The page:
I fell off the wagon.



Don’t worry – I didn’t start drinking.

I’m talking about the AA meeting wagon that I was riding. The one that was rolling along, carrying me so nicely and relatively smoothly through these first months of sobriety. Stopping at a morning meeting here…a lunch meeting there… About two a week, by my count.

I had the schedule nearly memorized, and things were going well.

Until…right around the holidays, I just kinda tumbled off. Or hopped off, really. Maybe I thought I could walk by myself for a while, I’m not sure. In any case, the wagon rolled away, slowly….and while I could have easily caught up and climbed back on with a little bit of effort, I didn’t.

Which means that until today, my last AA meeting was just before Christmas. And while I made it through the holidays okay (translation: sober) without going to one, I know now that I really could have used a meeting or two or twenty during that period.

I finally made it to a 9:30 meeting today, Sunday morning.

I hadn’t been to this particular meeting before, and as I drove up to the parking lot, I noticed it was jam-packed. I’d been to weekday morning gatherings at this spot before, with 15 people at the most in attendance. So this surprised me. What was going on? Had I gotten my info wrong? Was some other event happening at the location?

I somewhat hesitantly entered the hall outside the meeting room, and heard the familiar words of the Twelve Traditions being read. I slipped in the door…and squeezed into one of the last available seats. There were probably 100+ alcoholics there in the room. My biggest meeting yet. Wow.

It took about a minute before I felt that sense of familiarity, of relief, of safety, of peace — wash over me. It felt damn good. I realized what I’d been missing.

And of course, as always happens, the discussion hit on the exact themes I needed to hear. Though I’m not doing her words justice here, I especially loved what M., the woman next to me, said:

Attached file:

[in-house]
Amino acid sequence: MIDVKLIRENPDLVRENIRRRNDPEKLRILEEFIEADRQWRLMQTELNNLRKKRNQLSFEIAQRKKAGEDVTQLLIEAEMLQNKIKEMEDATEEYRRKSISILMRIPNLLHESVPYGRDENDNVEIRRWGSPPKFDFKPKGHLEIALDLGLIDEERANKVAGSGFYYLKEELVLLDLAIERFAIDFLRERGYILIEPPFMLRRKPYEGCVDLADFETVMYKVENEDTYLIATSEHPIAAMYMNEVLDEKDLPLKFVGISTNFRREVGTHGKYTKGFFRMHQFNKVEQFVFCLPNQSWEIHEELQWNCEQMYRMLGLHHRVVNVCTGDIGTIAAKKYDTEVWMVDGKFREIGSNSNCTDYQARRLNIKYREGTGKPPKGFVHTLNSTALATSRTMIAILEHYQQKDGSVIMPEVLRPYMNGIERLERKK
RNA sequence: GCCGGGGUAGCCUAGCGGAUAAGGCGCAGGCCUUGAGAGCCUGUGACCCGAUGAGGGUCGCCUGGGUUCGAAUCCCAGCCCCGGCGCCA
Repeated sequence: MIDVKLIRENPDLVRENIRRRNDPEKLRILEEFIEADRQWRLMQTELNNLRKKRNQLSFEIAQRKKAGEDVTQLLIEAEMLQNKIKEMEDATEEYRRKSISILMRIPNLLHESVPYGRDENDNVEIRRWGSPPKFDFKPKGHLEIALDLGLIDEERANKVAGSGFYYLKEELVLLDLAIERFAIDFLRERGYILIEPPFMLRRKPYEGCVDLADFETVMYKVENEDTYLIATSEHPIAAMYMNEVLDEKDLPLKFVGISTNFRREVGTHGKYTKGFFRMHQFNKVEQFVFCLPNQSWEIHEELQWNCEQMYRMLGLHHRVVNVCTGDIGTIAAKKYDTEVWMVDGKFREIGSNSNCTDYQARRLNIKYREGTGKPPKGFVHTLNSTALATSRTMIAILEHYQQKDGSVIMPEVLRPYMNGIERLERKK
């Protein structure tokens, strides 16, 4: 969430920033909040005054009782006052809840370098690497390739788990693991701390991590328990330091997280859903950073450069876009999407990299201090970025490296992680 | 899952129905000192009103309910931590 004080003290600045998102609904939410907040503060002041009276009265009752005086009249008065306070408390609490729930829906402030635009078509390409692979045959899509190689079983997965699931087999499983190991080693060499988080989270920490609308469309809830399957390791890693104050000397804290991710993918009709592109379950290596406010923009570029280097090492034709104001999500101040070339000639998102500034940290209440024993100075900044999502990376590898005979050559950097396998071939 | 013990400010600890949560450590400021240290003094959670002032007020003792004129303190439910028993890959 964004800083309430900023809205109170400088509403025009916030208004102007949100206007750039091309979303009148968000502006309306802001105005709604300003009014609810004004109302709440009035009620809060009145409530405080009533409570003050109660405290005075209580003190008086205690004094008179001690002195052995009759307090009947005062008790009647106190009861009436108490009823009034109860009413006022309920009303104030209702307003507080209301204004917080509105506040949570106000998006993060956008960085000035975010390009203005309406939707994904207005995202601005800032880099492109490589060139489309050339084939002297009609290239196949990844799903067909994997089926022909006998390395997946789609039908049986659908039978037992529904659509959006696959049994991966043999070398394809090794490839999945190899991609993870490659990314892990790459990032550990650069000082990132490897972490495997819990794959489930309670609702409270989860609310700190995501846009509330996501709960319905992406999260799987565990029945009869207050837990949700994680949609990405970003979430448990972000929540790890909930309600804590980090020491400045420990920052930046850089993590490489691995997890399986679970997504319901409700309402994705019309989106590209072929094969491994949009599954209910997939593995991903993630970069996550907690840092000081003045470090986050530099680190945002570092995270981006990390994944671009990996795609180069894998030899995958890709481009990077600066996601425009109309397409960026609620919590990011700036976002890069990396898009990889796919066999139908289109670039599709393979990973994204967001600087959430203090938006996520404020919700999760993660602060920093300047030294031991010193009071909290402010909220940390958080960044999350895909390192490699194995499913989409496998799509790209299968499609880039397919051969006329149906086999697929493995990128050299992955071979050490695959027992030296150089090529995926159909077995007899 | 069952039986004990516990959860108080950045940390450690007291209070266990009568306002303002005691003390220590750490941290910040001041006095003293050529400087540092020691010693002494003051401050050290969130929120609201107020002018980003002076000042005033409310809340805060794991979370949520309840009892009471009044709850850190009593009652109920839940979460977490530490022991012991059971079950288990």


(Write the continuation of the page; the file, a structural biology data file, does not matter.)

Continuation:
While J. was talking just now, I was thinking about a lamp I got for Christmas. [LAUGHTER] I love it and it’s gorgeous, but it doesn’t really do a thing for me unless I plug it in and turn it on. Then I get something out of it. I plug it into the wall, and it connects to this power that I don’t necessarily understand, but that I know works, and I get light. I can try to do stuff in the dark, on my own, but things are much better when I plug in and have this light to help me see the way.

Well. There you have it. I wasn’t plugging in. I haven’t been connecting to that power. I wasn’t riding that wagon, with my fellow AA’s, to those meetings. Whatever metaphor you use, the simple truth is that I’d been taking my sobriety and the AA program for granted, and I hadn’t been working it.

At the end of each AA meeting, we all join hands and recite The Serenity Prayer or The Lord’s Prayer, and then end by stating: “Keep coming back. It works if you work it.”

If you work it.

If you work it.

This morning, I hopped back on that wagon. It feels good to be on board. I’m along for the ride. And I’m working it.

6 Responses to “I fell off the wagon.”

  1. Not to beat you up, but you don’t want to find out what happens to people who don’t go to meetings! I think it has been the bedrock of my 20-plus year recovery. I still go to four or more a week, work full-time, own another business and more. I love meetings. That is a gift from my HP.

  2. 2 C

    Oh, I hear you loud and clear. I get it. I think it just takes some time to sink in. I’ll probably need reminding again in a few months!

    When I first started going to meetings (and I was going to one or two a day – shooting for 90 in 90 days) I couldn’t help wondering why I kept seeing all these “old-timers” with a decade plus of sobriety at so many meetings. Now I know.

  3. Glad you are back. And with a sharper perspective at that!

  4. 4 Donna

    I stumbled upon your blog while googling “jaywalking story AA”. I enjoyed your posts (I have read them all) and think the name of your blog is very clever. You have a way with words, I am bookmarking your site to share with my son who is on his 32nd day of sobriety while at a rehab for the 3rd time. And he will be 21 in 12 days. It’s a tough pill to swallow that you are “done” at that age. But his head is in the right place TODAY. I appreciate your thoughts on the subject. Your letter to your dad and a few other posts will really resonate with him, I think. Best wishes to you ~ D

  5. 5 C

    Wow. I’m not sure what to say. Or write, as it were. I guess I’m just thankful you found me, and that you think my blog might help your son in some small way. I still feel like such a newbie, but I suppose if I can help a fellow alcoholic for even one moment to stop drinking, then the AA program is working. Thank you for your kind words. I wish you and your son all the best. And as they say in AA, keep coming back.

  6. Can I apply that same analogy to married sex?

    I guess I just did.

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